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Water temperature gauge and ether?


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I'm having my smiths gauges reconditioned and I've just found out that the metal cable attached to the back of the water gauge is filled with ether.  I've read that it is very flammable but can some one explain in simple terms what it is used for and why?



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Ether is very flammable, explosive even, but there is a very small quantity in the guage and the "bulb" at the sensor end, too little to cause concern even if it leaks.    AS the system is filled with the liquid, there is no risk of fire inside it.  No oxygen!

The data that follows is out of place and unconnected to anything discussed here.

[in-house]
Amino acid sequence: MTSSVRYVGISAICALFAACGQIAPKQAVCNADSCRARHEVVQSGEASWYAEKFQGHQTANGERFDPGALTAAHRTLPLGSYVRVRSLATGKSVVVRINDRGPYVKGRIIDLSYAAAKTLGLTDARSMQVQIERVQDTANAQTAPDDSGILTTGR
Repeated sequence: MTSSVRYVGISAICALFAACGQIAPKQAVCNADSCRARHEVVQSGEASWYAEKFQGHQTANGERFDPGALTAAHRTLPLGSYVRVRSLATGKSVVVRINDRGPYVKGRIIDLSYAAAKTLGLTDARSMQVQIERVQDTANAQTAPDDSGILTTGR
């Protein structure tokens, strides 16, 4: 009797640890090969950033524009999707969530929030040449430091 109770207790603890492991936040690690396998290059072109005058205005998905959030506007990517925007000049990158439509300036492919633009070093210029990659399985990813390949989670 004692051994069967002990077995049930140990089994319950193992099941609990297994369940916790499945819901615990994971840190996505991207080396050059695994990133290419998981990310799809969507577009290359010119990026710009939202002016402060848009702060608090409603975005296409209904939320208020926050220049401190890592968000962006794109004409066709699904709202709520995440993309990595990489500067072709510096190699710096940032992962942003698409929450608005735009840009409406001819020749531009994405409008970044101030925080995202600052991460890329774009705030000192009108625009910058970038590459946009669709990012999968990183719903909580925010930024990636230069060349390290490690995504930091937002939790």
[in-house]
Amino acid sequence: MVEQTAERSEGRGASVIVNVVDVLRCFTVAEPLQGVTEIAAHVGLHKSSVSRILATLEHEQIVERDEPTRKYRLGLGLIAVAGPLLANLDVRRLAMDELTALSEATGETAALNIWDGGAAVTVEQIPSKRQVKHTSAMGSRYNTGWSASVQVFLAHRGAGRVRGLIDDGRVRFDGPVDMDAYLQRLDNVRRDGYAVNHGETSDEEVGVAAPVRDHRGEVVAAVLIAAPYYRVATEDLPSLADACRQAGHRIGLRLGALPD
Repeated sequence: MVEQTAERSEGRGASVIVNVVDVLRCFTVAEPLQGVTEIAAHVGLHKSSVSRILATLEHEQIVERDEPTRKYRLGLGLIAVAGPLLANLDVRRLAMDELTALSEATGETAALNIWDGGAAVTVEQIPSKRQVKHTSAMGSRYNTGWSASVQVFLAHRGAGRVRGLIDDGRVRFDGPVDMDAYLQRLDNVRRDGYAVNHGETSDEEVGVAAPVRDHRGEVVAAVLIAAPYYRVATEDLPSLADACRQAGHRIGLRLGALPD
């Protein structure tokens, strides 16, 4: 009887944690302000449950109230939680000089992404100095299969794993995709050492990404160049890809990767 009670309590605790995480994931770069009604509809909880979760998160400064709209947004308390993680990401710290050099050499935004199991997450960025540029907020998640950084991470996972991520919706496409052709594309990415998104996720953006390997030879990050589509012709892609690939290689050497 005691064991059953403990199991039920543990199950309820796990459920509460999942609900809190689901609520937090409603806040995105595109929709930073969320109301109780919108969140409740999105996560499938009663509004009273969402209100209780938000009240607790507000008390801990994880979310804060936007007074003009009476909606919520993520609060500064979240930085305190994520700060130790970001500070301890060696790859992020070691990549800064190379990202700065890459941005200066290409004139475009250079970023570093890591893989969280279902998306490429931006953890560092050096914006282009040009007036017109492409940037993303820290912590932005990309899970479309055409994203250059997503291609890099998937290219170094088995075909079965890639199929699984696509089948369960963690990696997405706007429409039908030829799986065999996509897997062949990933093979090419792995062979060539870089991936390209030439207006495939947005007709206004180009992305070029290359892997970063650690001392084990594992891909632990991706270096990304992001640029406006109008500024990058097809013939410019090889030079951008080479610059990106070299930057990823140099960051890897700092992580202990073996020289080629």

The operation of this type of gauge is that the liquid in the bulb is heated by the coolant and expands.    The bulb is closed except for the tube that connects it to the gauge, so the liquid is forced up into a 'bellows' whose expansion moves the needle.  Probably a 'Bourdon tube', not a bellows but the word conveys the idea better.

The bulb and tube are filled with the liquid, which may be ether or an alcohol, both with a freezing point ten times lower than anything a car will meet.       Water would be unsuitable because of  the anomalous expansion of freezing water, that would rupture the bulb or pipe.


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